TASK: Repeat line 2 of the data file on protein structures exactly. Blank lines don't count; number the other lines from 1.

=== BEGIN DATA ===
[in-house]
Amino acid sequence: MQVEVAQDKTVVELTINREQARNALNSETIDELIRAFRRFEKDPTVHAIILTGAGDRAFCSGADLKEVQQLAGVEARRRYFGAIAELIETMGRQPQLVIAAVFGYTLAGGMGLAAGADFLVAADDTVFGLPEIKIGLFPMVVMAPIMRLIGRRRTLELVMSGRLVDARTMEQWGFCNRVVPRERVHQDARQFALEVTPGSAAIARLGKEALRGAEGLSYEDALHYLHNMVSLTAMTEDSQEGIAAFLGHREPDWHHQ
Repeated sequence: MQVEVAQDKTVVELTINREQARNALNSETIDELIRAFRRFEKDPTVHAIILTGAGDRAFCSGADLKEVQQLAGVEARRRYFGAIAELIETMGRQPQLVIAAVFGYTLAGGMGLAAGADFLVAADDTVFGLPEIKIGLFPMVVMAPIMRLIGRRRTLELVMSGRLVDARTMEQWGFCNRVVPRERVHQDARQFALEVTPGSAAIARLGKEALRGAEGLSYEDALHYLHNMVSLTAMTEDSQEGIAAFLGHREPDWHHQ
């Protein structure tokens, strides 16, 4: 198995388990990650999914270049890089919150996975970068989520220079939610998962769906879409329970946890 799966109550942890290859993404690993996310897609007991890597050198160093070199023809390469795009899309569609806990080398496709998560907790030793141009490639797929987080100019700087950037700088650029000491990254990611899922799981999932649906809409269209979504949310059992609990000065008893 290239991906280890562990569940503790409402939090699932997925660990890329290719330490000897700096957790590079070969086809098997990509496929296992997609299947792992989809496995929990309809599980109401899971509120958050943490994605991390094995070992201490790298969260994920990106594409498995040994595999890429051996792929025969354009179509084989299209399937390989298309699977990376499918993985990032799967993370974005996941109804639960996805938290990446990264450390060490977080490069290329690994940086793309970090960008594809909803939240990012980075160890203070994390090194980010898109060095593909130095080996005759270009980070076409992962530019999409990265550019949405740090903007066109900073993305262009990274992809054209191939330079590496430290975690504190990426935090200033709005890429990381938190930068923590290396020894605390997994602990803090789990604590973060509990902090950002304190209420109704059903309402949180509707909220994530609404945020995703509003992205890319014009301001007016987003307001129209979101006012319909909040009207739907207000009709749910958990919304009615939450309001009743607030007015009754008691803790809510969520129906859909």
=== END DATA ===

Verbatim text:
Amino acid sequence: MQVEVAQDKTVVELTINREQARNALNSETIDELIRAFRRFEKDPTVHAIILTGAGDRAFCSGADLKEVQQLAGVEARRRYFGAIAELIETMGRQPQLVIAAVFGYTLAGGMGLAAGADFLVAADDTVFGLPEIKIGLFPMVVMAPIMRLIGRRRTLELVMSGRLVDARTMEQWGFCNRVVPRERVHQDARQFALEVTPGSAAIARLGKEALRGAEGLSYEDALHYLHNMVSLTAMTEDSQEGIAAFLGHREPDWHHQ